It all starts with an idea.

There’s always a reason.

All developers I know are alike in several aspects. The primary aspect being that they are all creatures of logic and design. They are able to imaging and implement the most elegant solutions to complex problems. They really are a talented bunch of individuals. Many of the developers I know also have an interest in game development. And every single developer I know who has an interest in game development has difficulty completing a game project.

Over the years I have made observations as to why this happens. Here are a few examples, see how many of them you agree with.

  1. The hard drive containing the source code/media data for my game failed and I lost everything.
  2. The game was working then some unforeseen development challenge meant that I could not continue without a substantial re-write.
  3. I ran out of steam.
  4. Life happened – Job/Baby/Wife/Health
  5. The game turned out to be not as much fun as I imagined.
  6. Members of the team left and I could not continue without them.
  7. Feature creep dragged the project on for too long.

Every one of these has happened to me. None of these things affect any other project I work on – only game development. Why is this?

Well, there is the assumption that game development is simpler, easier, less serious to application development and that a detailed design is not required.

In fact the opposite is true. Game development is much harder than regular application development as there are so many critical pieces working together all of which need to be delicately designed and implemented.

It’s far simpler to write a design document for an application and frameworks exist to make application development simpler whereas many games are written from scratch.

However even with a framework or even and engine, game development stalls. This is often due to scope creep and the failure to adequately describe features so that they are either missed or become far larger than initially planned.

Ideas over Beer

This New year, a very good friend of mine and I sat with beers and discussed writing games. We’ve both started many and finished few. My friend said that he wanted to write a game this year, but would probably not manage it all the way through to being able to publish it.

It was then that I had an epiphany. Why only make 1 game? You could make 12 if you made one game per month.

My friend looked at me as though I was strange.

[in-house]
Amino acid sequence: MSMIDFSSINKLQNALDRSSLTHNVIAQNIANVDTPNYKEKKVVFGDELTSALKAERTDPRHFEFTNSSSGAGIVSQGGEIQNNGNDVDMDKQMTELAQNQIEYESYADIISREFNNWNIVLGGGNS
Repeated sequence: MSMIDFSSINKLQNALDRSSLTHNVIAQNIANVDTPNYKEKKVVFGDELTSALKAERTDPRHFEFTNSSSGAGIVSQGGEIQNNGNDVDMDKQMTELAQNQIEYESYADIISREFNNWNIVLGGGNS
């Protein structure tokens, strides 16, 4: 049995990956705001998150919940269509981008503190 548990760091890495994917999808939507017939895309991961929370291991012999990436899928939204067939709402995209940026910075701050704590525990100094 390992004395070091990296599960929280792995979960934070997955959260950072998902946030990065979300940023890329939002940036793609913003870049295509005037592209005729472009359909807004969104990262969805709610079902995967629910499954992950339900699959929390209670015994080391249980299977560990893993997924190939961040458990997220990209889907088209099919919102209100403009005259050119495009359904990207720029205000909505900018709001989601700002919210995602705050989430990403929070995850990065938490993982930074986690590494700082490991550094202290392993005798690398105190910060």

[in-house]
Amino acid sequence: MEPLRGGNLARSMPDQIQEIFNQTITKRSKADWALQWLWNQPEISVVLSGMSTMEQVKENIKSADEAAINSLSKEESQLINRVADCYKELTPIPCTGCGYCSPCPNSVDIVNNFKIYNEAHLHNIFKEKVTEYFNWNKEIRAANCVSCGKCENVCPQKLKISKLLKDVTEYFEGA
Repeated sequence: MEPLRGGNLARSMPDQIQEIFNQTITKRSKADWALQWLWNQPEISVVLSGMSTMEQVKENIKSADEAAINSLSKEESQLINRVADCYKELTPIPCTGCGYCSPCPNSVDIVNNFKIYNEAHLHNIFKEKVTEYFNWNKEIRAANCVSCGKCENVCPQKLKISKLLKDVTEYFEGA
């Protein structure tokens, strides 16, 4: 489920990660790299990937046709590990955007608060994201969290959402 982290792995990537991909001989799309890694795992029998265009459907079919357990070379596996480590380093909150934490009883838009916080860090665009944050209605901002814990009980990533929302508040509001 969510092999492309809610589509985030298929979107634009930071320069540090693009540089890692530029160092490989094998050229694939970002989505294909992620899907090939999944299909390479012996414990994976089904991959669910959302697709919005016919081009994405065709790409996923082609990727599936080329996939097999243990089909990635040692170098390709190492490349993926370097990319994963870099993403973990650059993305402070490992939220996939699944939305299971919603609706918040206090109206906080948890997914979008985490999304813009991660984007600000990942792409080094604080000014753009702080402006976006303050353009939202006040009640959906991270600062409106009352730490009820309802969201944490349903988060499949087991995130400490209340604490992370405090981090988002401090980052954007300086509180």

If you break down the project into 4 distinct phases and force the developer to adhere to a very strict set of rules, you will create a game in a month, or restart from scratch to refine the idea.

So with this, I drew up the list of rules for my friend and the next day, he started work.

The first phase was Design. Creating a design document to describe his game entirely. No code must be written during this week. Think about the game, how it will play, what the purpose of the game is and who the intended audience will be. Describe any gameplay rules, win conditions, multiplayer elements and power-ups. Design them well because next week will be the time to build it and you cannot change or deviate from the design during the coding phase.

The coding phase can be completed using any engine, framework or set of tools as you want as long as you do not spend more than 1 week working on the physical implementation of the game. Failure to complete the coding part of the game within the week will result in a complete restart of the project.

Once the coding is complete, the next week brings the Play, test and review phase where you choose people to play your game for a week and give feedback. During this time you should not interfere with the pure review process and you should not write any code. At the end of the week, the reviewer will provide a document listing their feedback. This feedback should be read at the start of the final week.

The last week involves polishing the game. Based on the feedback, make any tweaks needed and polish the game to a point where you can release it. At the end of this week, you release.

So by following the rules, you can create a game in a month, or fail and learn what your limitations are allowing you to start again and eventually create a game in a month.

This process has several benefits.

The first and most obvious is that it gets things done in a structured manor.

By enforcing strict time limits, the developer can concentrate on what is important at the time. By following the rules, the developer learns the discipline needed to write a game and finish it.

This process also limits the scope of the game meaning there is a higher chance that the game will be completed.

It also means that the game will probably be immediately fun which adds to the potential of sales on a market place.

So short simple games which can be completed within a short timescale sounds like a recipe for success to me.

Have fun.

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